What we say to our horses … it matters. Words have meanings, we all understand that, but do we sometimes ignore the unintended consequences?
I believe politeness matters. I believe our horses recognize politeness … and indifference, selfishness and rudeness in speech, action and body language.
We hear so much about partnering with our horses and the overabundance of techniques for gaining that partnership, or sometimes perceived partnership.
Most of these discussed and sought after practices for producing partnership are centered on training the horse. I believe that just may be backwards. I’ve often written about my deep dislike for round penning, and any other technique that “teaches” the horse.
From the first instant a horse meets a person they get them. And as the old saying goes, “It takes a long time to overcome a bad first impression.” But horses also analyze every step of the way, and they remember everything. Forever.
How can we achieve a deep, trusting and caring partnership with our horse? Easy, we earn it. In everything we do with our horses we should ask, not demand. Remember horses are keen preceptors of feelings, signals and vibes.
That’s why what we say, and how we say it matters so very much. Don’t believe me? Try this, think of the word “stupid”—and concentrate on how your body and energy feel. Now think of the words “good boy”—and concentrate on how your body and energy feel. Big difference right?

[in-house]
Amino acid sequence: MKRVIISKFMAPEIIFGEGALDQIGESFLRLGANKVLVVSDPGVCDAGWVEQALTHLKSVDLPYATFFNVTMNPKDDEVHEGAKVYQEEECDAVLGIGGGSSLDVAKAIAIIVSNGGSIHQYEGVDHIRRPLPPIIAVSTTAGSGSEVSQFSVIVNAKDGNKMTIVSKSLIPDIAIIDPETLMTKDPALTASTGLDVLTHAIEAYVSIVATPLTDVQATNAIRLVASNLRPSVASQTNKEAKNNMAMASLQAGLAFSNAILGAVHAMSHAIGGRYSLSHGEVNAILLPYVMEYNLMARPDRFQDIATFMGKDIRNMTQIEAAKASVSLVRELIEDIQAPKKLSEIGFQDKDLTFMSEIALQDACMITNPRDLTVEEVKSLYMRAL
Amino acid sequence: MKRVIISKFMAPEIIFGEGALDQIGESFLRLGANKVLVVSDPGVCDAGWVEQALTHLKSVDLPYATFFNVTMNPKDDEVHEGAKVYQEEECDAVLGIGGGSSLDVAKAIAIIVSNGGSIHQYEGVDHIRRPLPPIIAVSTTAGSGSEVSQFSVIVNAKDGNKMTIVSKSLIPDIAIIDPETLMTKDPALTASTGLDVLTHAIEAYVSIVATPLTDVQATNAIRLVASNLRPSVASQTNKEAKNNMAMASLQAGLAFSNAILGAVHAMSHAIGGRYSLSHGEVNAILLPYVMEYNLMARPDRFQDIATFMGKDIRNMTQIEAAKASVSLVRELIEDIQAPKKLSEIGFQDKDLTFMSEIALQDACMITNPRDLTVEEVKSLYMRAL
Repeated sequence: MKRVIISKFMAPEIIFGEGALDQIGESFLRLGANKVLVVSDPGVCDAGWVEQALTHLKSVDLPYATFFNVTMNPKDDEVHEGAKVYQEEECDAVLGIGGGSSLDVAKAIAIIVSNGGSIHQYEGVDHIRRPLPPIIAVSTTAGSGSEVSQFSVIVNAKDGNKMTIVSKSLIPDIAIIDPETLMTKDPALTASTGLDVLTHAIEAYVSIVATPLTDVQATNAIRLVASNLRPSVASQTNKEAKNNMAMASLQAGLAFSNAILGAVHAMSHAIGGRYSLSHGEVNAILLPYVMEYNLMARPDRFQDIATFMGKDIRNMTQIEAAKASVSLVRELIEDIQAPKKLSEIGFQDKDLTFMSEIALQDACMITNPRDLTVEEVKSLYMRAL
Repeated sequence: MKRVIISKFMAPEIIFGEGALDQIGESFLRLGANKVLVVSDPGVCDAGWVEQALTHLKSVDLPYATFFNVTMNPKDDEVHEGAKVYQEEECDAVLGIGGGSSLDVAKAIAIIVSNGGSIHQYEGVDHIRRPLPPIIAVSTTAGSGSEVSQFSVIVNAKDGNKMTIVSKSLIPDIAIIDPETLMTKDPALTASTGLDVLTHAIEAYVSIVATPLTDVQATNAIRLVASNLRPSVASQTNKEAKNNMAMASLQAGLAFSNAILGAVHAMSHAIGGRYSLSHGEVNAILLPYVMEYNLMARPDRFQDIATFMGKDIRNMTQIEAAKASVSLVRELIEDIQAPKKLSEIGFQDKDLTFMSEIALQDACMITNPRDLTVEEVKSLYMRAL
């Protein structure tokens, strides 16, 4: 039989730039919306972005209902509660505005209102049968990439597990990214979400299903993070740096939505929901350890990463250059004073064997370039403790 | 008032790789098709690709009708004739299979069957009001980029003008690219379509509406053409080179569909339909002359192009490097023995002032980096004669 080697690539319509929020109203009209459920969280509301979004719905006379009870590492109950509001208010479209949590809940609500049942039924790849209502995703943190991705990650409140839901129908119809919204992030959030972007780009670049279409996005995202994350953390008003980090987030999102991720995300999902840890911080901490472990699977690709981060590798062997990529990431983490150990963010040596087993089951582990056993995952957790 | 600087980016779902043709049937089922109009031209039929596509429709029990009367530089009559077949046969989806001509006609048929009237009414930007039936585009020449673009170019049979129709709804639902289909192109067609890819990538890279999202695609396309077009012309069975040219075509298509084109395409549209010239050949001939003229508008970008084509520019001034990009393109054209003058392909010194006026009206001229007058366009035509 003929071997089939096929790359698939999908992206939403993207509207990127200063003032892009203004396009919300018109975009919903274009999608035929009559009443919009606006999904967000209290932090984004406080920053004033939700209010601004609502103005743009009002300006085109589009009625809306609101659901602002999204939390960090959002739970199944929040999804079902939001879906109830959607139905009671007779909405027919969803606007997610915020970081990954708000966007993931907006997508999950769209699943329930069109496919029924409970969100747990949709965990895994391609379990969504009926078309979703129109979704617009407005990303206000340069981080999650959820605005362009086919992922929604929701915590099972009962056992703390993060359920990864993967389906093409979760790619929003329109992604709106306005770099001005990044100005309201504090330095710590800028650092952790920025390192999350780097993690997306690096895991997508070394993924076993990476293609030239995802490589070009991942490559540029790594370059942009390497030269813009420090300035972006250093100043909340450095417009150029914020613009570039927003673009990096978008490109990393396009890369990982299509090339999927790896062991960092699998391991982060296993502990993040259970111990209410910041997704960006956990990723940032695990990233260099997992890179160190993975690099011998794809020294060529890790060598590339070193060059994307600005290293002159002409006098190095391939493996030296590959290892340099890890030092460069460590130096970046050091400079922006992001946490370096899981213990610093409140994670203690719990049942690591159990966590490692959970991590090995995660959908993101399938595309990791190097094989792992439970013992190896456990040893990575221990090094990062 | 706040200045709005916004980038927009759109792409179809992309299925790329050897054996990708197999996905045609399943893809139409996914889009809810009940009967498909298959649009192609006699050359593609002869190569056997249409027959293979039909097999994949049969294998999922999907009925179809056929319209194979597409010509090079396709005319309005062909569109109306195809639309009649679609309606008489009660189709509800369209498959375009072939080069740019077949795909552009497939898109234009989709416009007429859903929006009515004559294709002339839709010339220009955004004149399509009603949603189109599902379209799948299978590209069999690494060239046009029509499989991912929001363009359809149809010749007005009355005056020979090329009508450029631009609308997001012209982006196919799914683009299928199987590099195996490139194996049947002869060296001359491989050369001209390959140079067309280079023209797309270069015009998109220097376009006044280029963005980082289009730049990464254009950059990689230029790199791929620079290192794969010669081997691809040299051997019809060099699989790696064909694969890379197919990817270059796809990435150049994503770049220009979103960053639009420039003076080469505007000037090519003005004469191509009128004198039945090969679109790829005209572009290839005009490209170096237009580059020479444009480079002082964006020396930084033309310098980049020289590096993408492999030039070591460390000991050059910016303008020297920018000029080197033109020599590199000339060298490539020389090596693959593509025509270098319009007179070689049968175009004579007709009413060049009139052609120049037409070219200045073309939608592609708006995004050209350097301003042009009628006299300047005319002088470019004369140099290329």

I’m always amazed at people who act and speak rudely to their horses, I hope most of us are. Not all that uncommon though is it? What about folks who are sweet as pie with their horse, until something goes in a direction that person did not want? Then the sweetness falls from the pretense and rudeness, demands, or condescension come out and the horse is called, lazy, stupid, stubborn, unwilling, and actions, body language and vibes come with those words. And the horse hears, feels and sees them—and becomes confused … Which person do I follow?
That confusion chips away at trust, and trust is the keystone to any partnership.
I believe to achieve a deep, trusting and caring partnership with our horse; politeness must be the very foundation on which we build.
In everything we do, if we are polite in our actions and words our horse will pick up on that, and bond with us in a way that far surpasses any training technique that focuses on demands, and a power play.
Always conducting ourselves in a manner rooted in politeness also teaches the horse to be polite, willing and trusting. It really is that simple ~ Gitty Up, Dutch.